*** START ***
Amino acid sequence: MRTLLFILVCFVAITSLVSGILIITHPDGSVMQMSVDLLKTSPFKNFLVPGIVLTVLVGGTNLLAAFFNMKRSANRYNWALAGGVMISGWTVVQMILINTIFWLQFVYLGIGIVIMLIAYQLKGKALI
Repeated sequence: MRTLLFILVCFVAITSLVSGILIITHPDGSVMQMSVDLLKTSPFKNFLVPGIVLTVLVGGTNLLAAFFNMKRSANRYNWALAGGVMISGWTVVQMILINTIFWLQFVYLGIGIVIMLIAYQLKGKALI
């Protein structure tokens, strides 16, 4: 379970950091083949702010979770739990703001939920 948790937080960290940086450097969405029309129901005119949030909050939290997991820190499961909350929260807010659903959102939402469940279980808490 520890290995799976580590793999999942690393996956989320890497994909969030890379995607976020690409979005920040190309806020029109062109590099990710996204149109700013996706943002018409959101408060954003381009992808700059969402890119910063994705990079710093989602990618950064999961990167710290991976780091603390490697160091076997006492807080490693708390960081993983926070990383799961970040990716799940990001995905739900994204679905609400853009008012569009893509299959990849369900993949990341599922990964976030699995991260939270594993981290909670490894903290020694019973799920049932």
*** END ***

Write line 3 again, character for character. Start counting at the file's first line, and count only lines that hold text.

């Protein structure tokens, strides 16, 4: 379970950091083949702010979770739990703001939920 948790937080960290940086450097969405029309129901005119949030909050939290997991820190499961909350929260807010659903959102939402469940279980808490 520890290995799976580590793999999942690393996956989320890497994909969030890379995607976020690409979005920040190309806020029109062109590099990710996204149109700013996706943002018409959101408060954003381009992808700059969402890119910063994705990079710093989602990618950064999961990167710290991976780091603390490697160091076997006492807080490693708390960081993983926070990383799961970040990716799940990001995905739900994204679905609400853009008012569009893509299959990849369900993949990341599922990964976030699995991260939270594993981290909670490894903290020694019973799920049932």